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Book Two of the Dialogues: Life of Saint Benedict


Illustration by Jeanne Kerremans

Benedict having now given over the school, with a resolute mind to lead his life in the wilderness: his nurse alone, who tenderly loved him, would not by any means give him over. Coming, therefore, to a place called Enside and remaining there in the church of St. Peter, in the company of other virtuous men, which for charity lived in that place, it fell so out that his nurse borrowed of the neighbors a sieve to make clean wheat, which being left negligently on the table, by chance it was broken in two pieces, Whereupon she fell pitifully weeping, because she had borrowed it. The devout and religious youth Benedict, seeing his nurse so lamenting, moved with compassion, took away with him both the pieces of the sieve, and with tears fell to his prayers; and after he had done, rising up he found it so whole, that the place could not be seen where before it was broken.

Coming straight to his nurse, and comforting her with good words, he delivered her the sieve safe and sound: which miracle was known to all the inhabitants thereabout, and so much admired, that the townsmen, for a perpetual memory, hanged it up at the church door, to the end that not only men then living, but also their posterity might understand, how greatly God's grace worked with him on his first renouncing of the world. The sieve continued there many years after, even to these very troubles of the Lombards, where it hung over the church door.

Illustration by Jeanne Kerremans

But Benedict, desiring rather the miseries of the world than the praises of men: rather to be wearied with labor for God's sake, than to be exalted with transitory commendation: fled privately from his nurse, and went into a desert place called Subiaco, distant almost forty miles from Rome: in which there was a fountain springing forth cool and clear water; the abundance whereof does first in a broad place make a lake, and afterward running forward, comes to be a river. As he was travelling to this place, a certain monk called Romanus met him, and demanded whither he went, and understanding his purpose, he both kept it close, furnished him what he might, vested him with the habit of holy conversation, and as he could, ministered and served him.

The man of God, Benedict, coming to this foresaid place, lived there in a narrow cave, where he continued three years unknown to all men, except to Romanus.  He lived not far off, under the rule of Abbot Theodacus, and very virtuously stole certain hours, and likewise sometime a loaf given for his own provision, which he carried to Benedict.

Illustration by Jeanne Kerremans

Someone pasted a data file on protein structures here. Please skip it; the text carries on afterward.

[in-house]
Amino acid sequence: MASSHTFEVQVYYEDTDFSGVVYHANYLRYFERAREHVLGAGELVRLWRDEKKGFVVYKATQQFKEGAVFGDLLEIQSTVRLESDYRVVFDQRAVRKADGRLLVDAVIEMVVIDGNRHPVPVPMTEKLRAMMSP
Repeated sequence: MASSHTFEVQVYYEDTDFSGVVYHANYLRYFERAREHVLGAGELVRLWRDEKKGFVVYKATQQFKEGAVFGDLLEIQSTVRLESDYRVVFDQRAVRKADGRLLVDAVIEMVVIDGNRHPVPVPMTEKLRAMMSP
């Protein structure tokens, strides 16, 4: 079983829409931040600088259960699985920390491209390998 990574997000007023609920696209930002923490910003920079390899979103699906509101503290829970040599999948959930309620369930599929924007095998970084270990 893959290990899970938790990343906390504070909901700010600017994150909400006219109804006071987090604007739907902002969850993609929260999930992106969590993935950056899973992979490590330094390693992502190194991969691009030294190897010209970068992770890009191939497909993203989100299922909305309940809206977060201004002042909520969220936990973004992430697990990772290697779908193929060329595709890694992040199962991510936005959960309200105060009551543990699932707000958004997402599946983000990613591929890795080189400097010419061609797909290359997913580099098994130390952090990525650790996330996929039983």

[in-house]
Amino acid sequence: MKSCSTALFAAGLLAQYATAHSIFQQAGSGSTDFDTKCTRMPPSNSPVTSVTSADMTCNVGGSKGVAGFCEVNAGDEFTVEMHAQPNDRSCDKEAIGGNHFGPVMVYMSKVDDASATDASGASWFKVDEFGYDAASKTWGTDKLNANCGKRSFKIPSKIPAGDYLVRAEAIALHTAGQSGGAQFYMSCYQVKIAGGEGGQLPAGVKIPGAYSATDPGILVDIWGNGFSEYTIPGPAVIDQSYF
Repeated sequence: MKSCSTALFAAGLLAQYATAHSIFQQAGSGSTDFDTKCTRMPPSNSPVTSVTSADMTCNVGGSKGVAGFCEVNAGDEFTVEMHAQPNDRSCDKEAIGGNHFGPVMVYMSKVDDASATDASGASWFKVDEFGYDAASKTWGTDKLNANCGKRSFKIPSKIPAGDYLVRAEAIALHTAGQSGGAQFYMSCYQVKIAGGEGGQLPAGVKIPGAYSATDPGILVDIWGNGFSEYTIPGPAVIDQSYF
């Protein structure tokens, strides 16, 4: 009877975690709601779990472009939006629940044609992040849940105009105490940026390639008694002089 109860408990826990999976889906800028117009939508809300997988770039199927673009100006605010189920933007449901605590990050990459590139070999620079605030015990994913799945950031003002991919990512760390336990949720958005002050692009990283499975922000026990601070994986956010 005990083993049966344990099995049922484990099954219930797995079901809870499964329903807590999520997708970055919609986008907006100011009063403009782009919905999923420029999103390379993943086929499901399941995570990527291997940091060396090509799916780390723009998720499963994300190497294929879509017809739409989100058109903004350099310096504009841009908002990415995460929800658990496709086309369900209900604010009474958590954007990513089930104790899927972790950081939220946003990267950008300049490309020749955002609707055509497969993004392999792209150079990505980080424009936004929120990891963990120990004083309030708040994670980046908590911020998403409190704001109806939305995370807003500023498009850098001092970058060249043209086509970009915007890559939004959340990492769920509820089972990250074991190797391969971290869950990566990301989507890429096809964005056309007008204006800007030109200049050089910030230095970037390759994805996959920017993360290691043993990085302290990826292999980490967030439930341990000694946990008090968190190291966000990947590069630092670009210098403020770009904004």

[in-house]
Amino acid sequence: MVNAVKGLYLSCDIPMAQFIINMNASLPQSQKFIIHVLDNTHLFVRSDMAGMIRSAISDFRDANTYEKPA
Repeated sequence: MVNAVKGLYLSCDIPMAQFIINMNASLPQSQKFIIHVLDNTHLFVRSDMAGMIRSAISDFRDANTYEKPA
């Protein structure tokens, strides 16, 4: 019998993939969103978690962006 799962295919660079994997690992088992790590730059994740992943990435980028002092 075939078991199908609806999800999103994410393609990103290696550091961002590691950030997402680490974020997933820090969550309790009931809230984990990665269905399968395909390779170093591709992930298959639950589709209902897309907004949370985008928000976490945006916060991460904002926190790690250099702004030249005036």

And because from Romanus' cell to that cave there was not any way, by reason of a high rock which hung over it, Romanus, from the top thereof, on a long rope, let down the loaf, on which also with a band he tied a little bell, that by the ringing of it the man of God might know when he came with his bread, and so be ready to take it. But the old enemy of mankind, envious of the charity of the one and the refection of the other, seeing a loaf on a certain day let down, threw a stone and broke the bell. Yet, for all that, Romanus did not cease to serve Benedict by all the possible means he could.

At length when almighty God was determined to ease Romanus of his pains, and to have Benedict's life for an example known to the world, that such a candle, set on a candlestick, might shine and give light to the Church of God, our Lord vouchsafed to appear to a certain Priest dwelling a good way off, who had made ready his dinner for Easter day.

He spoke thus to him: "Thou have provided good cheer for thyself, and my servant in such a place is afflicted with hunger." Hearing this, the priest rose up, and on Easter day itself, with such meat as he had prepared, went to the place, where he sought for the man of God among the steep hills, the low valleys and hollow pits, and at length found him in his cave. After they had prayed together, and sitting down had given God thanks, and had much spiritual talk, then the Priest said to him: "Rise up, brother, and let us dine, because today is the feast of Easter."

The man of God answered, and said: "I know that it is Easter with me and a great feast, having found so much favor at God's hands as this day to enjoy your company" (for by reason of his long absence from men, he knew not that it was the great solemnity of Easter). But the reverent Priest again assured him, saying: "Verily, today is the feast of our Lord's Resurrection, and therefore it is not right that you should keep abstinence. Besides I am sent to that end, that we might eat together of such provision as God's goodness hath sent us." Whereupon they said grace, and fell to their meat, and after they had dined, and bestowed some time in talking, the Priest returned to his church.

About the same time likewise, certain shepherds found him in that same cave: and at the first, when they spied him through the bushes, and saw his apparel made of skins, they  thought that it had been some beast. After they were acquainted with the servant of God, however, many of them were by his means converted from their beastly life to grace, piety, and devotion. Thus his name in the country there about became famous, and many after this went to visit him, and in exchange for corporal meat which they brought him, they carried away spiritual food for their souls.


OSB Index | Gen. Information | Saint Benedict


25 July 2001
Order of Saint Benedict
Collegeville, MN 56321-2015


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